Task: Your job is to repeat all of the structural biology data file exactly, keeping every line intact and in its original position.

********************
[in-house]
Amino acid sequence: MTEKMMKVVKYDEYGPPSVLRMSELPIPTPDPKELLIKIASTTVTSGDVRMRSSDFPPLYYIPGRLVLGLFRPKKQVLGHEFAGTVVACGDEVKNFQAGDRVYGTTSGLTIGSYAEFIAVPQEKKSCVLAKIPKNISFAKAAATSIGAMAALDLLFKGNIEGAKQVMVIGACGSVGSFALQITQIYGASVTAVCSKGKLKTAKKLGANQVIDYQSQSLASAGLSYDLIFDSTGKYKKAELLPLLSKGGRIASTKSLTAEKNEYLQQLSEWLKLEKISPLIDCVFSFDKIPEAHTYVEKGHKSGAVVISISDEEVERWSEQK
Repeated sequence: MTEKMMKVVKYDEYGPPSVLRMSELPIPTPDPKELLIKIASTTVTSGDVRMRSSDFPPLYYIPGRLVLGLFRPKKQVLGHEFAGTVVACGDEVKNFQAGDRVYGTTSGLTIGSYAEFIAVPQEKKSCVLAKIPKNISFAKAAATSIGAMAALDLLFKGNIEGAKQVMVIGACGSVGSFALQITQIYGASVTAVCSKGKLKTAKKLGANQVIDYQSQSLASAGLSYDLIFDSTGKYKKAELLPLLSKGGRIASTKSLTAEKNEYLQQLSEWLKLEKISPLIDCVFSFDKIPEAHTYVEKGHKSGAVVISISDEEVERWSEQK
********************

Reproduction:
[in-house]
Amino acid sequence: MTEKMMKVVKYDEYGPPSVLRMSELPIPTPDPKELLIKIASTTVTSGDVRMRSSDFPPLYYIPGRLVLGLFRPKKQVLGHEFAGTVVACGDEVKNFQAGDRVYGTTSGLTIGSYAEFIAVPQEKKSCVLAKIPKNISFAKAAATSIGAMAALDLLFKGNIEGAKQVMVIGACGSVGSFALQITQIYGASVTAVCSKGKLKTAKKLGANQVIDYQSQSLASAGLSYDLIFDSTGKYKKAELLPLLSKGGRIASTKSLTAEKNEYLQQLSEWLKLEKISPLIDCVFSFDKIPEAHTYVEKGHKSGAVVISISDEEVERWSEQK
Repeated sequence: MTEKMMKVVKYDEYGPPSVLRMSELPIPTPDPKELLIKIASTTVTSGDVRMRSSDFPPLYYIPGRLVLGLFRPKKQVLGHEFAGTVVACGDEVKNFQAGDRVYGTTSGLTIGSYAEFIAVPQEKKSCVLAKIPKNISFAKAAATSIGAMAALDLLFKGNIEGAKQVMVIGACGSVGSFALQITQIYGASVTAVCSKGKLKTAKKLGANQVIDYQSQSLASAGLSYDLIFDSTGKYKKAELLPLLSKGGRIASTKSLTAEKNEYLQQLSEWLKLEKISPLIDCVFSFDKIPEAHTYVEKGHKSGAVVISISDEEVERWSEQK